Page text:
Under the Flag of the Rising Sun


5.0 out of 5 stars More like an accusation

I really can not say enough about what a great film this is. “Under the Flag of the Rising Sun” is just pure, masterful filmmaking, and one of the most potent and personal anti-war films I have ever seen.

Director Fukusaku Kinji is best known in the West for one of his final films, Battle Royale, which, while a fine flick, is kind of a shame. He really should be best known for films like his 5-film yakuza-epic Battles Without Honor & Humanity and for works of quiet genius like “Under the Flag of the Rising Sun.” Fukusaku was a director with a message, who aimed to speak to his audience through the medium of film, showing them the folly and consequences of using violence as a tool of change.

“Under the Flag of the Rising Sun” (Original title “Gunki hatameku motoni” or “Under the Fluttering Battle-flag”) tells the story of widow Togashi Sakie (Hidari Sachiko) who has been applying for her husband’s military pension for several decades, only to have it denied each time. Her husband is listed as having been executed as a deserter, and so deserves no pension. However Sakie notes that there are no records of the execution, and at this stage just wants her husband’s name cleared of what she feels are false charges. The workers at the pension office are sympathetic, but can’t take any action based on the limited facts. They suggest that Sakie seek out the remaining living soldiers who were there when her husband was executed, and get the true story.

From there, Sakie drifts Rashomon-like into a world of various truths, of horrors and heroics of war, as she attempts to construct a picture of her husband’s final hours from the various conflicting accounts. Was he a monster? Did he eat human flesh? Was he a hero? Did he save lives at the expense of his own? Is there a little bit of truth in everything?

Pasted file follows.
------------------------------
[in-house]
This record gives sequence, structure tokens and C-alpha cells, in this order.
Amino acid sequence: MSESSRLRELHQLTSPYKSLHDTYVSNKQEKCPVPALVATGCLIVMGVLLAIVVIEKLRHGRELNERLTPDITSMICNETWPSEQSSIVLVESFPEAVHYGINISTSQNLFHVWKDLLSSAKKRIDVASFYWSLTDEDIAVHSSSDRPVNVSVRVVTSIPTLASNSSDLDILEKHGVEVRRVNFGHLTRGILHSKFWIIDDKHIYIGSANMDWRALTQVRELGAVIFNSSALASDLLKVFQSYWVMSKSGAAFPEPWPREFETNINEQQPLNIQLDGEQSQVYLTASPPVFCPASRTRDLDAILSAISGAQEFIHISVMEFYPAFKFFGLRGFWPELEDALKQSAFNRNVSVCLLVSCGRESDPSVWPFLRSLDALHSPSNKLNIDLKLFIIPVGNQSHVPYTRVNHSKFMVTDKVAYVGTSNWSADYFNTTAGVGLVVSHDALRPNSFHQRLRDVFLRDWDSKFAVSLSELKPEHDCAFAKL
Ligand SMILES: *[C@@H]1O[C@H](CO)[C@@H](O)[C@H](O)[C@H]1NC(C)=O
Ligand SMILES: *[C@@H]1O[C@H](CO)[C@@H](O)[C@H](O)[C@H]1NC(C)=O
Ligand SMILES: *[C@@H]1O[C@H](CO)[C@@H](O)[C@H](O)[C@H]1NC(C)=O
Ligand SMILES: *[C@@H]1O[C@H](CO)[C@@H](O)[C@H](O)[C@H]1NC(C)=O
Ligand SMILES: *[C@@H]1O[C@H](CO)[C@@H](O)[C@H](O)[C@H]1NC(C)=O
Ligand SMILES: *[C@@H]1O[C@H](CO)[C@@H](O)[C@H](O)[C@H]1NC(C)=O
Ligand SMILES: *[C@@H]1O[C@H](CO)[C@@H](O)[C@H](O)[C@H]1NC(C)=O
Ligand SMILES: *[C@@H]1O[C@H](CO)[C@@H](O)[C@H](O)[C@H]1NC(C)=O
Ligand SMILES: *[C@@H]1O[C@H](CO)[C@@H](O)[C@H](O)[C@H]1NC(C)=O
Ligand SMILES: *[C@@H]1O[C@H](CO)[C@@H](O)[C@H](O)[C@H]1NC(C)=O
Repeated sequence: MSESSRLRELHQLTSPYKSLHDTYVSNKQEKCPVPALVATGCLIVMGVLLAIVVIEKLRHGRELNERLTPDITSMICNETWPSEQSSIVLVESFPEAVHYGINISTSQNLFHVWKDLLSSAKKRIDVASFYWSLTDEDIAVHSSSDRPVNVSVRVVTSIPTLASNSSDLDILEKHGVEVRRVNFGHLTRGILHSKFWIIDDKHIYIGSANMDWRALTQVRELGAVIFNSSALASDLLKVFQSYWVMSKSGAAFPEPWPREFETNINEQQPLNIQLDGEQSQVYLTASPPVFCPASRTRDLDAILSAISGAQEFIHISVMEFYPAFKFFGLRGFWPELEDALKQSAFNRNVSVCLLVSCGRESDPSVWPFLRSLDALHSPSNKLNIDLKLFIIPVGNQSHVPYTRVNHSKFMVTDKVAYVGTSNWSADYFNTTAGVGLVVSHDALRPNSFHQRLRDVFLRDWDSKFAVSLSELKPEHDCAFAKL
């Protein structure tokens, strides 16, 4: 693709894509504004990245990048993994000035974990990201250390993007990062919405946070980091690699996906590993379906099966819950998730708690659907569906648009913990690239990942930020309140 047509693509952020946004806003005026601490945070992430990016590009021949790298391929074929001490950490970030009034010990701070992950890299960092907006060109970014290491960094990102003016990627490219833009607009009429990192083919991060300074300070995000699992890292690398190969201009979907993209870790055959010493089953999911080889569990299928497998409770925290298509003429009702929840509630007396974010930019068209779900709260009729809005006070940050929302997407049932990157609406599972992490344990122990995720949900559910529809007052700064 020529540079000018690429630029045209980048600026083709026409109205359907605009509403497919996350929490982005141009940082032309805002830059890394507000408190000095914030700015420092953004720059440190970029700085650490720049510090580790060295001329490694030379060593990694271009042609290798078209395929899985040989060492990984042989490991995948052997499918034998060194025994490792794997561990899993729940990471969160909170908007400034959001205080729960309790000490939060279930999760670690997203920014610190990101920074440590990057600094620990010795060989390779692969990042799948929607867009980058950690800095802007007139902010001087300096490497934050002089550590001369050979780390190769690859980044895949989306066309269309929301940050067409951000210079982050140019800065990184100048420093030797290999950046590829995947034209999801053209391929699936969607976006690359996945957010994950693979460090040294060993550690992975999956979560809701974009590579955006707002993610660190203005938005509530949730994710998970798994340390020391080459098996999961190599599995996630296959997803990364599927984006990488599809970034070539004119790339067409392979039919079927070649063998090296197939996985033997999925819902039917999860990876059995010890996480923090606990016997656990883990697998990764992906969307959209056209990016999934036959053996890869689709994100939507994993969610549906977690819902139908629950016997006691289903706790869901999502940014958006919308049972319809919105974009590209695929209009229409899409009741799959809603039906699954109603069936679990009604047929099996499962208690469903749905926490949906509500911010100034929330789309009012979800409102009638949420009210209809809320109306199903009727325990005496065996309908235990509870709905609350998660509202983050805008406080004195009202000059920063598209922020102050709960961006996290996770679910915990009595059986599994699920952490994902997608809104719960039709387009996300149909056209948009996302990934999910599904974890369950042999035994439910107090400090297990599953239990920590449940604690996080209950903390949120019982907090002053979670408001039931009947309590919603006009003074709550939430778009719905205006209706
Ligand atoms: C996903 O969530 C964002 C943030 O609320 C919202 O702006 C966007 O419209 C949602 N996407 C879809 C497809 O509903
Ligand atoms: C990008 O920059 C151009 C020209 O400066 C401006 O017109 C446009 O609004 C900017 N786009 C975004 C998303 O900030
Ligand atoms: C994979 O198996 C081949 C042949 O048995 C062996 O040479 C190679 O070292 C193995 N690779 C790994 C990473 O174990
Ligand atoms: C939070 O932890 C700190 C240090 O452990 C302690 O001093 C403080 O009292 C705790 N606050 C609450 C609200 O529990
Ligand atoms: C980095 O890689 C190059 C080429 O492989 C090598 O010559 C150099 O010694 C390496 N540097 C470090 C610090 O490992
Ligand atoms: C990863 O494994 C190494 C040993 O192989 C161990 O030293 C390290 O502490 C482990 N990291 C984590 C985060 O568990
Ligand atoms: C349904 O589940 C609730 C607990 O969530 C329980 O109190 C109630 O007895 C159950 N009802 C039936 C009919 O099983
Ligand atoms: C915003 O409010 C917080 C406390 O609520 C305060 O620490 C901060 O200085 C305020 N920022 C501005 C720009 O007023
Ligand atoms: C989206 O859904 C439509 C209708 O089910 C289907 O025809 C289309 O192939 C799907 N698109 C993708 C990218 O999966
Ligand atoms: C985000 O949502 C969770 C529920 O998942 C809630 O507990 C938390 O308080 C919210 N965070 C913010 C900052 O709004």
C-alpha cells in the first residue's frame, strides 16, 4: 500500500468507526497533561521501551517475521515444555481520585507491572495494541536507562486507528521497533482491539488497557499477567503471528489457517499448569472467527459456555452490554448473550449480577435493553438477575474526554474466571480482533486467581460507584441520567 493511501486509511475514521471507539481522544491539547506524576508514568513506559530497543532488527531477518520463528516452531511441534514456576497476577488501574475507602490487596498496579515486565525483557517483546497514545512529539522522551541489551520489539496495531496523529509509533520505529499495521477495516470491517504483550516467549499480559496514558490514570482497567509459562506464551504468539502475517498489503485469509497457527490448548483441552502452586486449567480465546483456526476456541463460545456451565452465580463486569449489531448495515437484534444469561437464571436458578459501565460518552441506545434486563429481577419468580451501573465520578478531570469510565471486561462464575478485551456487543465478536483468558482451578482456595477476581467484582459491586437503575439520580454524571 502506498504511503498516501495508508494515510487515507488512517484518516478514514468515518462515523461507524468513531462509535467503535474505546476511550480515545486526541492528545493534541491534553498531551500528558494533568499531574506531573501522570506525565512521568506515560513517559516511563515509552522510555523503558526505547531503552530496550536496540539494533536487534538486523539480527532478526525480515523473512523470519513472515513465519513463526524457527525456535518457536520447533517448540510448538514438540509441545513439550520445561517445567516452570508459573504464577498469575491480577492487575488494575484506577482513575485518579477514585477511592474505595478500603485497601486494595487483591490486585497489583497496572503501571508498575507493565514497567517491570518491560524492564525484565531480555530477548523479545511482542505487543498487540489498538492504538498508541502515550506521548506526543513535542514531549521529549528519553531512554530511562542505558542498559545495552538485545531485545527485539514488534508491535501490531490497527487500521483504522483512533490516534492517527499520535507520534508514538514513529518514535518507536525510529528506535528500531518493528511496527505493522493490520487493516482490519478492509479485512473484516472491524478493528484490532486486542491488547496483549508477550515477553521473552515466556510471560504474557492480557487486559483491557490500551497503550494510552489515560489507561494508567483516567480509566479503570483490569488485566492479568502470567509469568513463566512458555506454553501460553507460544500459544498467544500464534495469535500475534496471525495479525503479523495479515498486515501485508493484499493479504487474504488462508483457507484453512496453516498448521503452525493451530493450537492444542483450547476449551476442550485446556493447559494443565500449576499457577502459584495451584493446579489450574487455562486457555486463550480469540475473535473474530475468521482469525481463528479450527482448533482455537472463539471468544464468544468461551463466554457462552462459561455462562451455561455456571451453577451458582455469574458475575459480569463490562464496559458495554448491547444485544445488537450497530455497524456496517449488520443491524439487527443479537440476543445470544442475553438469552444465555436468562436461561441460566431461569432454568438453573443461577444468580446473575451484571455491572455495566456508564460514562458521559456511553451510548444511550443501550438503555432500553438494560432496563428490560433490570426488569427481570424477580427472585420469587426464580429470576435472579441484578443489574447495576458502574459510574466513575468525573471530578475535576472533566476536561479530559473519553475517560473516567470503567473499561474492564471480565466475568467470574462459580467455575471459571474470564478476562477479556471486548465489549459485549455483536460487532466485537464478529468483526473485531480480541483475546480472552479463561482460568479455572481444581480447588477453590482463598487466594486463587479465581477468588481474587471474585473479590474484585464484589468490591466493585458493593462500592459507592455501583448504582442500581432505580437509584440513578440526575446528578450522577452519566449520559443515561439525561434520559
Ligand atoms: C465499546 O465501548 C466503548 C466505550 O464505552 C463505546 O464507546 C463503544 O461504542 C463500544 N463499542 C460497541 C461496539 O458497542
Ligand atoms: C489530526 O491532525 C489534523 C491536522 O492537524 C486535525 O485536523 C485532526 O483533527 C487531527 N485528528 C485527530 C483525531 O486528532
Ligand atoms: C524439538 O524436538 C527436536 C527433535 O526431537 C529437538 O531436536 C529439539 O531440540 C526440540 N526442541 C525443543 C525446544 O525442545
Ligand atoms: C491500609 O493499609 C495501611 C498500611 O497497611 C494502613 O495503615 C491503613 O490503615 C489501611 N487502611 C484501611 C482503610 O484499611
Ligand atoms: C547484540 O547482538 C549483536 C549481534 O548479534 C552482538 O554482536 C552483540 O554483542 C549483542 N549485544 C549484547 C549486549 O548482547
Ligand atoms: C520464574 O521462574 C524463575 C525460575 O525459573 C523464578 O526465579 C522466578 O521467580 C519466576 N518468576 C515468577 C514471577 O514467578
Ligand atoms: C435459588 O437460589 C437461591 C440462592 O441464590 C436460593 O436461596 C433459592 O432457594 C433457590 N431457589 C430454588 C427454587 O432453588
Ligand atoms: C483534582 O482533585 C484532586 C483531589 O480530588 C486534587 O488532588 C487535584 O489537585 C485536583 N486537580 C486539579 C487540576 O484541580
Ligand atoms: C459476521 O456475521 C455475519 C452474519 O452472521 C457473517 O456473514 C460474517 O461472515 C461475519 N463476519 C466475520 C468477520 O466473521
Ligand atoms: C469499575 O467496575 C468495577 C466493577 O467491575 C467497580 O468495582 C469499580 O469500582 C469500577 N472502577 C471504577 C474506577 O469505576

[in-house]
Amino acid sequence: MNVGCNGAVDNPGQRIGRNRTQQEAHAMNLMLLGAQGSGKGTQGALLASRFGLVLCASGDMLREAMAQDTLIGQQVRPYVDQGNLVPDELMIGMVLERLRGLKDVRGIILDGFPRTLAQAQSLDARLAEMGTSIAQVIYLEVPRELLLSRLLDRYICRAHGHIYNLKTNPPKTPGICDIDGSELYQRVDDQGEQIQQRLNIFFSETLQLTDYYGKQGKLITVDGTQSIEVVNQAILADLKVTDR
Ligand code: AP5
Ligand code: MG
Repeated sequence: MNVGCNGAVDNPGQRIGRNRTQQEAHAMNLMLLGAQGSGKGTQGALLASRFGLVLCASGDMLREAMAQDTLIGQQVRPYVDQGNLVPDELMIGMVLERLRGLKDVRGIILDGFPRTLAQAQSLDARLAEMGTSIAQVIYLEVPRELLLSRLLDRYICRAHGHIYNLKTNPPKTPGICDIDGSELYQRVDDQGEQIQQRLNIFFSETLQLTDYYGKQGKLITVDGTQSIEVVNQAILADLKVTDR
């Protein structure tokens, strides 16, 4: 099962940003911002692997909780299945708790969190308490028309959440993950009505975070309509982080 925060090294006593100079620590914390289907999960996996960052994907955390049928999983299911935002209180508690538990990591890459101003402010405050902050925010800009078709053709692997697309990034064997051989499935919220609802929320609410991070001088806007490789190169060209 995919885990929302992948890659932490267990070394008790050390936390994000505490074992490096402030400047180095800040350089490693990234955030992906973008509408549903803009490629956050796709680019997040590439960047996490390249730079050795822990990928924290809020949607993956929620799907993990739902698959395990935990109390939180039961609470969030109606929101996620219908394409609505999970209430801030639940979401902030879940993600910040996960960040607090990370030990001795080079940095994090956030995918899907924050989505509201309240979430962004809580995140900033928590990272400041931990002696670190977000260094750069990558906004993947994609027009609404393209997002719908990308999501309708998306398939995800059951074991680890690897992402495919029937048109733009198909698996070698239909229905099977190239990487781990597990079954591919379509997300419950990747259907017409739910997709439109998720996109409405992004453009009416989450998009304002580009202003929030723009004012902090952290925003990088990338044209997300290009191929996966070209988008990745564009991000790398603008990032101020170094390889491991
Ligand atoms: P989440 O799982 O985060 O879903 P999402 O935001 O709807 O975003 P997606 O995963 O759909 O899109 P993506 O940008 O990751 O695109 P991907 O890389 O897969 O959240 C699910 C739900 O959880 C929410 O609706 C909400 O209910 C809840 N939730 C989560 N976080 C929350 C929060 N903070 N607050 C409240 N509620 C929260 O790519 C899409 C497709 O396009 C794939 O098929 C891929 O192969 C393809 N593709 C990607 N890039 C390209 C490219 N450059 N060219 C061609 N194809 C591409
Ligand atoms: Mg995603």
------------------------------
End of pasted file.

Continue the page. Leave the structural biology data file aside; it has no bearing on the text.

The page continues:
Fukusaku handles these various stories, as well as the meta-story of Sakie’s search with skill rarely seen in modern cinema. The tone of the film changes depending on the scene, with Sakie’s quiet dignity being juxtaposed with scenes of her husband Togashi Katsuo (played by famed actor Tetsuro Tamba, Battle of Okinawa) who changes from stern yet reliable Sergeant to cold-eyed wildman as the situation and memories requires.

What is most startling about “Under the Flag of the Rising Sun” is its direct condemnation of the Emperor. The film opens and closes with a ceremony where Emperor Hirohito offers flowers to the war dead, but bitterly comments that Togashi Katsuo is not amongst those honored. Later in the film, he makes an even more powerful accusation, providing a firm exclamation point to his film.

The DVD for “Under the Flag of the Rising Sun” has two interesting extras, one being a short interview with Fukasaku scholar Yamane Sadao and the other being a commentary tract by subtitler Linda Hoaglund. She interviewed Fukusaku about this film, and provides an interesting insight into her work, and the meaning she tried to portray.


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